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[grey-ter] /ˈgreɪ tər/
a person or thing that grates.
any of various kitchen devices for grating food:
a cheese grater.
Origin of grater
1400-50; late Middle English. See grate2, -er1 Unabridged
Based on the Random House Dictionary, © Random House, Inc. 2015.
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Examples from the web for grater
  • Using the large holes of a box grater, shred zucchini and potatoes into a medium bowl.
  • If you don't have a food processor, a cheese grater or even a knife will work.
  • When you feel the holes of the grater against the inside of the tomato skin, you're done.
  • He would pick up a vegetable grater, cradle it and try strumming it.
  • Grate tomato on the large-holed side of a box grater until skin is the only thing left in your hand.
  • Small tear-drop shaped holes on a hand-held grater: small, yet sturdy shreds that read well for food photography.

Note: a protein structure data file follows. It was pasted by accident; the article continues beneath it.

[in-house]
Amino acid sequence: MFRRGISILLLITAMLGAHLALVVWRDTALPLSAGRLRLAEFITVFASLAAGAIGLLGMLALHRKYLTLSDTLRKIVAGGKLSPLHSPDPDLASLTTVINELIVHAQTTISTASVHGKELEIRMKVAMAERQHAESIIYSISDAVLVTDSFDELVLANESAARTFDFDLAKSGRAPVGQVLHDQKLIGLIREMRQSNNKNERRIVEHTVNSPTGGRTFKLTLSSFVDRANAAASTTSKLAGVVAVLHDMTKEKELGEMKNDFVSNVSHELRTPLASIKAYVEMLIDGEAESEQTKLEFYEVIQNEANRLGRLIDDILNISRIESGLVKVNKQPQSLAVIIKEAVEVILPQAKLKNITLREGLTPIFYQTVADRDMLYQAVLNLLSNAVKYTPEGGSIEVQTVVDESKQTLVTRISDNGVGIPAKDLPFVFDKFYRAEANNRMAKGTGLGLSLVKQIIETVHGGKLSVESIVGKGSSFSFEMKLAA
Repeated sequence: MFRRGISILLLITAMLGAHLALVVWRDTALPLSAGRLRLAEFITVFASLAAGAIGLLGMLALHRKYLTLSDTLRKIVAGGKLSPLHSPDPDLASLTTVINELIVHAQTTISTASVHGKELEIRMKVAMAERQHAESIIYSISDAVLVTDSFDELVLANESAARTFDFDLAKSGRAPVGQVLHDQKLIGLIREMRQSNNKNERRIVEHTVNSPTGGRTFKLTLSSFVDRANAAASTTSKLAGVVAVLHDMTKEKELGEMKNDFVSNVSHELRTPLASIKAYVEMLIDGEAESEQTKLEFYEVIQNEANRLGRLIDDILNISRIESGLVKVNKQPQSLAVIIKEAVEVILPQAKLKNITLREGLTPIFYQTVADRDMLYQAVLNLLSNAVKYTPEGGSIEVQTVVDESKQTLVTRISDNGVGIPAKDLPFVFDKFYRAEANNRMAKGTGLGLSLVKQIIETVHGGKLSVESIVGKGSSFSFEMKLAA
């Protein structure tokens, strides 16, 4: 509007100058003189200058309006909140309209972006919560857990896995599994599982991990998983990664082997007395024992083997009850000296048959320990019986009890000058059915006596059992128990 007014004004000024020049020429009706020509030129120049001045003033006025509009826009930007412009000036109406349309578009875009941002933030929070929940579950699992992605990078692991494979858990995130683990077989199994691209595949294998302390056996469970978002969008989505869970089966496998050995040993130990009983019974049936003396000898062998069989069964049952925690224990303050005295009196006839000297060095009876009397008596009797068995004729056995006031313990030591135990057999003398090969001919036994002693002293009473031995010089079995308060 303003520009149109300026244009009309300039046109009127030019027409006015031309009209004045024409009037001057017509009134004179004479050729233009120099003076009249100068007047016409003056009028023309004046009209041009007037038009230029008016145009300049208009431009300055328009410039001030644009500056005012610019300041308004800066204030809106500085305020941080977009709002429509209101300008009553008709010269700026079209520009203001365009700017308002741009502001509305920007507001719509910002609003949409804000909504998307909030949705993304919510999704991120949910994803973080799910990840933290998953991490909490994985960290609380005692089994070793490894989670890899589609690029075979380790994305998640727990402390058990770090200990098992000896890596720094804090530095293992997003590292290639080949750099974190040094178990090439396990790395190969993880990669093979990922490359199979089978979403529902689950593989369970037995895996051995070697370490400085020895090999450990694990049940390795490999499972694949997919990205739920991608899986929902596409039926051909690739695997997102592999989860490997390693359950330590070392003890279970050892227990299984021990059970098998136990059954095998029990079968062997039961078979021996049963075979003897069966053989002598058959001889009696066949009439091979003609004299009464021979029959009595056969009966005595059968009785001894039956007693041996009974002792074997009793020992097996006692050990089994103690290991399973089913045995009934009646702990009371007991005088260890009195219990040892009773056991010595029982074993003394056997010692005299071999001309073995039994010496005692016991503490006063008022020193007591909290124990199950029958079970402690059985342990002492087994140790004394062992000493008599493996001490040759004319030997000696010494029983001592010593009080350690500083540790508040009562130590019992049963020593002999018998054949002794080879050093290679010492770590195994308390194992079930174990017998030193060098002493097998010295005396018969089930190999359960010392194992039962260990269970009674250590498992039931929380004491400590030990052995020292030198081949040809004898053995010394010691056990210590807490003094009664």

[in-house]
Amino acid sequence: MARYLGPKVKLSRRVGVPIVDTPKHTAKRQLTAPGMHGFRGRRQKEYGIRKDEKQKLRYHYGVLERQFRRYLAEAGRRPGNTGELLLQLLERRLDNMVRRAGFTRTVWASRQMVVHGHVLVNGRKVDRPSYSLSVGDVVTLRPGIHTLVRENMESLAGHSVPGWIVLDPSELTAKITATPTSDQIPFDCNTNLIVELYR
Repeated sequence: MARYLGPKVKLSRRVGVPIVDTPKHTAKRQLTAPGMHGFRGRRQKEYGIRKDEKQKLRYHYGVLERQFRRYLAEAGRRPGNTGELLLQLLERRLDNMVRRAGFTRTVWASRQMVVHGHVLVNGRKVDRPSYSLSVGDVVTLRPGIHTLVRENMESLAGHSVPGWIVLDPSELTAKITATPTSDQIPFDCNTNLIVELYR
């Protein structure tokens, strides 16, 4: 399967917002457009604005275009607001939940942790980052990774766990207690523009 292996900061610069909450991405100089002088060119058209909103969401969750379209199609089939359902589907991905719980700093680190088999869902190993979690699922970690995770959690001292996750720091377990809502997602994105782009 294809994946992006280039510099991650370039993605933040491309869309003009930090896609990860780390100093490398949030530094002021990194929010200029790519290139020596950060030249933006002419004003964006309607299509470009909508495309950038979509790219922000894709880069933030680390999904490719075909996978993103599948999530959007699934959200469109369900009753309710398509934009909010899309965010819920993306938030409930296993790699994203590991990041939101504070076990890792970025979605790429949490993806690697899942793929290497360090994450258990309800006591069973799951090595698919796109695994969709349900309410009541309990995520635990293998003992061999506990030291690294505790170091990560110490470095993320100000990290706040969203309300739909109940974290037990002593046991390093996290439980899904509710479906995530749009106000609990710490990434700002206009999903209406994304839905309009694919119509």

• Set a grater in flour mixture and coarsely grate frozen butter into flour, gently lifting flour and tossing to coat butter.
British Dictionary definitions for grater


a kitchen utensil with sharp-edged perforations for grating carrots, cheese, etc
a person or thing that grates
Collins English Dictionary - Complete & Unabridged 2012 Digital Edition
© William Collins Sons & Co. Ltd. 1979, 1986 © HarperCollins
Publishers 1998, 2000, 2003, 2005, 2006, 2007, 2009, 2012
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Word Origin and History for grater

instrument for scraping (bread, ginger, etc.), late 14c., from Old French grateor, agent noun from grater (see grate (v.)).

Online Etymology Dictionary, © 2010 Douglas Harper
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